Uncle Sam Wants You!

Online Lesson Plan
Uncle Sam Wants You!

lrGuyLesson Plan by , Assistant Professor in Teaching, Learning, and Teacher Education at UNL and a Co-Director of the Great Plains Institute for Reading and Writing. He is affiliated with the elementary education program as well as the UNL literacy group. He received his PhD in 2002 in Education from the University of California Riverside.

 

 

Subject Area:
Social Studies & Reading
Suggested Grade Level:
Grades 9-12
Learning Modality:
Visual Learners
Multiple Intelligence:
Intrapersonal Intelligence
Bloom’s Taxonomy:
Synthesis
What are these educational concepts?What are these educational concepts?

 

Objectives

lrRead_0101The student will:

  • standards02Achieve an understanding of the different perspectives toward participation in WWII.
  • Research a specific attitude towards the war.
  • Discuss the results of their research with their peers.
  • Write a 8-10 page fictional personal narrative based on the research and peer-group discussions.

 

Introduction

This is an object lesson in human understanding. The students are asked to listen to four real-life stories about the WWII draft and recruitment campaign and its effects on the young men and women of the time.

This, in combination with other research, will allow them to form an opinion about joining the war effort and to create a fictitious personal narrative that both reflects their research and their real personal opinions regarding service.

The Resources

Links from within the Wessels Living History Farm site. [Note that clicking on these links will open a new browser window. Just close it and you’ll be back to this page.] Direct the students to these pages.

 

jukeboxSmEnlistments & the Draft

Conscientious Objectors

Link from outside Wessels. The National Archives has President Roosevelts original draft of the “Day of Infamy” Speech calling for the nation to go to war. [http://www.archives.gov/digital_classroom/lessons/day_of_infamy/day_of_infamy.html]

 

The Process

Ask the students what, in their opinion, is the purpose of war. The students should consider the prospect of a “good” or “just” war and what, if anything, would be worth fighting for. Given the current world situation, discuss with the students how life can be disrupted by military service and how service can induce a sense of pride and citizenship. [In discussions about current events, preface by stressing the importance of respecting other viewpoints and tolerance, as well as what it means to be a good audience.]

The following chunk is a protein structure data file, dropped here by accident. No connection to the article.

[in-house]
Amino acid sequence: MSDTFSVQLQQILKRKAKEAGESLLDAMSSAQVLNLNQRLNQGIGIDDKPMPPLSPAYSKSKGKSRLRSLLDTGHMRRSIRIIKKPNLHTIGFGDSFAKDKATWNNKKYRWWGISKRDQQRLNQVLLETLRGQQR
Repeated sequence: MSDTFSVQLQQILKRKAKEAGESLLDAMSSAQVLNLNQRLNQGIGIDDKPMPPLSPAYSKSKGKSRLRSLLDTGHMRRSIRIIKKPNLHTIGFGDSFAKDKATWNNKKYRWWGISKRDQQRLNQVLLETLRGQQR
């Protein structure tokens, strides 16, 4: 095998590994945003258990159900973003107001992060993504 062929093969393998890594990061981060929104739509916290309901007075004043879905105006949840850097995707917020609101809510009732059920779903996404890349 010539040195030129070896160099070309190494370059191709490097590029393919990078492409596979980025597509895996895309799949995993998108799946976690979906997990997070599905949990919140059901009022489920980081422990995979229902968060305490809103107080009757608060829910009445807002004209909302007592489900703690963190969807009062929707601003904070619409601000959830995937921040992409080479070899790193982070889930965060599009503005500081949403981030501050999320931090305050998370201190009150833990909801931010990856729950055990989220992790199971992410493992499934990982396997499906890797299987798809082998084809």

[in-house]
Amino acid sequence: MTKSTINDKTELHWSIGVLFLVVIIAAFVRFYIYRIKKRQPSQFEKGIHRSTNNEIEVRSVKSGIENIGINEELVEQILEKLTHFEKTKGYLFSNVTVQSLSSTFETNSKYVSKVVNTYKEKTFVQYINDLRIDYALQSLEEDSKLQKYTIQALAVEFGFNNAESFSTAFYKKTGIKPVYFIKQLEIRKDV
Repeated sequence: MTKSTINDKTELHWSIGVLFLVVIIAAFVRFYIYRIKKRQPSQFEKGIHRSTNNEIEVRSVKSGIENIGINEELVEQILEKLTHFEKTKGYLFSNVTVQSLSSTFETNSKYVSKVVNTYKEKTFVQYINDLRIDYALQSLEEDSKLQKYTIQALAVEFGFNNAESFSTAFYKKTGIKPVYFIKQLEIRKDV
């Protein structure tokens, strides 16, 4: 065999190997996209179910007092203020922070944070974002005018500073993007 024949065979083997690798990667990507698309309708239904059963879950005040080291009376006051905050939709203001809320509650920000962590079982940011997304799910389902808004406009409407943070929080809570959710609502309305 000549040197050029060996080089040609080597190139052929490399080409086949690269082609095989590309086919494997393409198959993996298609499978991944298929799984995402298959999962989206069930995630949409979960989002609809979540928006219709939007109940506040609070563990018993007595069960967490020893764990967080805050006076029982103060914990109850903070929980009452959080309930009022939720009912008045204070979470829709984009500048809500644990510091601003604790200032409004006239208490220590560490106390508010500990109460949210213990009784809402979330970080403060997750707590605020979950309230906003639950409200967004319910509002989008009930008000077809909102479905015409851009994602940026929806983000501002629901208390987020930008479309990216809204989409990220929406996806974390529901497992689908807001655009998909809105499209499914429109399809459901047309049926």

Have the students listen to Pres. Roosevelt’s “Day of Infamy” speech (see above link) and discuss focusing on its use as a call-to-arms. Ask the students to write down how they would have responded to this call.

Students should read the assigned pages and listen to the assigned clips. Based on what they read and hear, the students should create a rough draft for a paper that includes main ideas and supporting details that cover one of the four following perspectives: Eager to join, conscientious objector, reluctant to join, or African American.

The students will then create an 8-10 page paper in one of the following personal narrative formats:

  • Personal diary (spanning a series of days/weeks)
  • A series of letters either to a friend/family or to the draft board
  • A fictional autobiography
  • Short story that is written in the first person

The students should concentrate their narratives on ideas and details that give the reader a clear understanding of the writer’s opinions about war, military service, and what it means to be a good citizen in the context of WWII.

As small groups (4-5 persons) the students should workshop each of their rough drafts, providing one another constructive feedback.

 

Learning Advice

This lesson should be stretched over at least two class periods to provide time for adequate research (which may go beyond the resources presented here) and to allow for comprehensive draft workshops. Final papers should be completed as homework.

 

Conclusion of the Lesson

As a culminating activity the teacher should select good examples of papers written from each of the four perspectives and ask that the students present their work to the class.

The class can then discuss how their perspectives have changed (if at all) from the first assignment – their response to President Roosevelt’s “Day of Infamy” speech.

 

Assessment Activity

Students will collect all notes and drafts into a portfolio to accompany the final 8-10 page fictional personal narrative paper. Evaluate the progress from notes/first draft to final outcome. Use either your established writing assessment rubrics or consider the following key aspects: authenticity of voice, clarity of main ideas, coherence and flow of text, richness of vocabulary, and appropriate use of writing conventions (i.e., spelling and punctuation).

 

General Notes

If time and resources permit, students should be encouraged to seek supplementary information both on-line and in printed media.

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